Dealing with freshwater invaders

Workshop to design invasive species project

Hard pressed local authorities in Yorkshire are to get some support from iCASP  in dealing with the spread of watery invaders such as Giant Hogweed, a plant that causes long-term skin burning.

Last year’s costs for removing Giant Hogweed and Japanese Knotweed from the Rivers Aire and Don was over a hundred thousand pounds. Although Yorkshire is currently largely free of Floating Pennywort, which clogs up waterways, costs of large infestations are huge. Once widespread it becomes almost impossible to eradicate this invasive species, resulting in spiralling annual costs of treatment. A new iCASP project will therefore help authorities to act now to prevent any spread.

Invasive Non Native Species (INNS) are key drivers of environmental change, threaten ecosystem services, and increase flood risk. Research has shown that they can be introduced and spread via clothing, vehicles and equipment used in a range of activities. Once INNS become established, costs of control are large, and freshwaters are particularly affected. For example, Zebra Mussel management costs the UK £5m per annum.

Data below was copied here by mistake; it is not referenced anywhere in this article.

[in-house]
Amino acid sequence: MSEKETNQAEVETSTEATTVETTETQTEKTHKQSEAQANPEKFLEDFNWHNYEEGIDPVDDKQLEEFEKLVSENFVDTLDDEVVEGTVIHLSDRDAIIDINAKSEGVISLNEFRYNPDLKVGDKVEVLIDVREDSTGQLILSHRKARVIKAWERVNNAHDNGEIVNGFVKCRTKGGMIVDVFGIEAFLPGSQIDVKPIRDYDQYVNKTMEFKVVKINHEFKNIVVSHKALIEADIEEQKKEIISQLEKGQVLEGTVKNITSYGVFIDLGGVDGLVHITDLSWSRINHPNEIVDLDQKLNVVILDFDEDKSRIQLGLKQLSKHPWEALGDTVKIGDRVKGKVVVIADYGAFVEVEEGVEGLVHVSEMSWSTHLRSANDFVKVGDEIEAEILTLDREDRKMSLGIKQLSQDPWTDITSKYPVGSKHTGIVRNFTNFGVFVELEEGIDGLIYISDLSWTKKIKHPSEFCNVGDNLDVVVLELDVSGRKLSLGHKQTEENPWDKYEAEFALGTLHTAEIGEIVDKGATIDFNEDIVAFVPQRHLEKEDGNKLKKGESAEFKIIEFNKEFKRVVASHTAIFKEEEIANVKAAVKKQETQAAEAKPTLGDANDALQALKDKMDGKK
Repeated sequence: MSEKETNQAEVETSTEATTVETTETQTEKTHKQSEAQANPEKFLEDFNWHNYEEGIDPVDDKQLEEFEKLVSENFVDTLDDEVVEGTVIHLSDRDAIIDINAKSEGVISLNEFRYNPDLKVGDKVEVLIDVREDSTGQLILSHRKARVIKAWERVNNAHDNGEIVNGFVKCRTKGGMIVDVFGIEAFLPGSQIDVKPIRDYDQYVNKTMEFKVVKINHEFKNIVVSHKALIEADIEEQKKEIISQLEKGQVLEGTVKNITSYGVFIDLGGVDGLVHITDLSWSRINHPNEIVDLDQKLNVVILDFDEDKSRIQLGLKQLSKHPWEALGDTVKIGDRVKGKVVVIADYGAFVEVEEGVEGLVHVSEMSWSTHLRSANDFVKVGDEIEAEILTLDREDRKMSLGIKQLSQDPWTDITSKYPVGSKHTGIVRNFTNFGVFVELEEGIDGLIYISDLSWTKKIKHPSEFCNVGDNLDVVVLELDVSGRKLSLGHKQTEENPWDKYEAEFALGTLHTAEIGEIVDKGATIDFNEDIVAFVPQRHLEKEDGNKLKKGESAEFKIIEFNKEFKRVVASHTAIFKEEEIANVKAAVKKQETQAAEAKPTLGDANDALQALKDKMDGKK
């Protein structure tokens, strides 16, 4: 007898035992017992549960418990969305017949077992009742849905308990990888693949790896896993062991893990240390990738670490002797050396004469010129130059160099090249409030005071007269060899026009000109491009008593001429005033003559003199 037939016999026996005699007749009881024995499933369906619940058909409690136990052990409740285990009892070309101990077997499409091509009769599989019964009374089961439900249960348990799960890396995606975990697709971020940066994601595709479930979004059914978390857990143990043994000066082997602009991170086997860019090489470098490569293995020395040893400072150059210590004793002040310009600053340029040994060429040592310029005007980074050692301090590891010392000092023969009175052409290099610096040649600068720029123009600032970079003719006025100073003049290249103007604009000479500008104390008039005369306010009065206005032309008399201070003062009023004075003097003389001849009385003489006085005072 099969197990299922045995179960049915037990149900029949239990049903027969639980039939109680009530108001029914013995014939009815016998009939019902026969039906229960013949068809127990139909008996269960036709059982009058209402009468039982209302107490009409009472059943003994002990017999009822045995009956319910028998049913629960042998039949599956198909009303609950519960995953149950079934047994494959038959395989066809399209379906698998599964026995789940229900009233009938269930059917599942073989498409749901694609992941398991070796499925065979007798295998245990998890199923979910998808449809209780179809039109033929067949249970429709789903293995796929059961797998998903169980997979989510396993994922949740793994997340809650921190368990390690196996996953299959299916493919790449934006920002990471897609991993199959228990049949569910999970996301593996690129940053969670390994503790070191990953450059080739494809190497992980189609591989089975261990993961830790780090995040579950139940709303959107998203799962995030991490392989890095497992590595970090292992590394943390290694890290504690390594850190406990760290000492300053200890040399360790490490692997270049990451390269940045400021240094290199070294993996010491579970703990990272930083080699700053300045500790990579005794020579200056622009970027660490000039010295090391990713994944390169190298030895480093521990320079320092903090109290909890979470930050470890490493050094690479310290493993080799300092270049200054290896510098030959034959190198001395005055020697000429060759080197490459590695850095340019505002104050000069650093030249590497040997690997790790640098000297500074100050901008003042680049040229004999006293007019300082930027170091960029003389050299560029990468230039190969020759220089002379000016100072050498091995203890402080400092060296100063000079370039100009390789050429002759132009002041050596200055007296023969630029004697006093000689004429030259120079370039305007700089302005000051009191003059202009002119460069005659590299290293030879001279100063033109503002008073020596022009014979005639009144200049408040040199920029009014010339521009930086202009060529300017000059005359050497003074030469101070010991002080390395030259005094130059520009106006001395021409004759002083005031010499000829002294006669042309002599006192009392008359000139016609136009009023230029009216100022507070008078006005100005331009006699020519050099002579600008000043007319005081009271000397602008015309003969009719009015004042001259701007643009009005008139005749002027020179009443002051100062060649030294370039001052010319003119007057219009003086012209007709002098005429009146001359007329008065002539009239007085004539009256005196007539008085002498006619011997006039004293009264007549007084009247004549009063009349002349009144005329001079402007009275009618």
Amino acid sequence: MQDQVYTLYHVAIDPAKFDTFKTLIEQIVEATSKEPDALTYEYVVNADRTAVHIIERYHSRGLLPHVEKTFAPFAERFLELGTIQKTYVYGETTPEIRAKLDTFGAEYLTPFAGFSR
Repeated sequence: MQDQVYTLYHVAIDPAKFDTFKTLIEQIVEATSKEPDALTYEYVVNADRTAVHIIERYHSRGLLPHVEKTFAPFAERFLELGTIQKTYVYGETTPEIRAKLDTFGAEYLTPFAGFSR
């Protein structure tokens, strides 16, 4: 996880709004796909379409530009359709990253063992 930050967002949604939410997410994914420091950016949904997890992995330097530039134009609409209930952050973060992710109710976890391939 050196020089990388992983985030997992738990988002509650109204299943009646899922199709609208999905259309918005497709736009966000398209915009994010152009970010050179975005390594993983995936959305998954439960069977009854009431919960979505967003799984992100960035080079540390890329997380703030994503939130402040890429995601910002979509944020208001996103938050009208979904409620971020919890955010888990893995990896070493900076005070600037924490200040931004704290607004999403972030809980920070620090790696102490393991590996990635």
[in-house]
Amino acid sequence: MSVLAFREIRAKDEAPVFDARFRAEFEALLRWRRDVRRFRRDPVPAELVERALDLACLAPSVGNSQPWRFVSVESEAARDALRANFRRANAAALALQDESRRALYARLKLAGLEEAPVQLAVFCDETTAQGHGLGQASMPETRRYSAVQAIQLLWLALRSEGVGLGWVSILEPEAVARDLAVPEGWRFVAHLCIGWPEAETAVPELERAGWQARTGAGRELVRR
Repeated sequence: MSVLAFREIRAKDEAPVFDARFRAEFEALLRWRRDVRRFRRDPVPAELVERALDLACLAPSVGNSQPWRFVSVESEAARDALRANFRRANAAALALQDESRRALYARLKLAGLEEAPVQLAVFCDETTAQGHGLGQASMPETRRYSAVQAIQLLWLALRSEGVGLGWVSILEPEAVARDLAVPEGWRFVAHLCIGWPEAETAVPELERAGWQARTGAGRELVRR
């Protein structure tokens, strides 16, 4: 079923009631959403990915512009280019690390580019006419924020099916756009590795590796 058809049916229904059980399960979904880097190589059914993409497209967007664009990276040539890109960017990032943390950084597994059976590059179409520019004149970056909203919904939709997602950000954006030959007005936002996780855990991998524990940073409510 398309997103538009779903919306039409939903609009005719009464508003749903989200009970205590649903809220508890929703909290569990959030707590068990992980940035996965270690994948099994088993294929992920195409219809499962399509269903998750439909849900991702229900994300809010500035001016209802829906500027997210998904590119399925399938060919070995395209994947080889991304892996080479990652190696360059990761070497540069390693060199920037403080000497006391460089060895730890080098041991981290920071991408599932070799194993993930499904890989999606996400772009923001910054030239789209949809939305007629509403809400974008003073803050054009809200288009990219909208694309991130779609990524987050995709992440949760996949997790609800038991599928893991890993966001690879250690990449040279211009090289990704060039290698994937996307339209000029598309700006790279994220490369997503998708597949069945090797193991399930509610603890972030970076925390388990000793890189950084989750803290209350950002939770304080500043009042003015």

Prevention is therefore better than cure, so the iCASP INNS project is all about instilling good biosecurity practices for activities at most risk of introducing or spreading INNS. This is the most cost-effective management option available. The latest research will be translated into strategies and resources that Local Authorities and other organisations can use to introduce  procedures for better biosecurity in the Ouse Basin. The project will build on the outcomes of a successful day workshop which brought together the perspectives and experience of a range of partner organisations to scope what was needed to address the INNS challenge.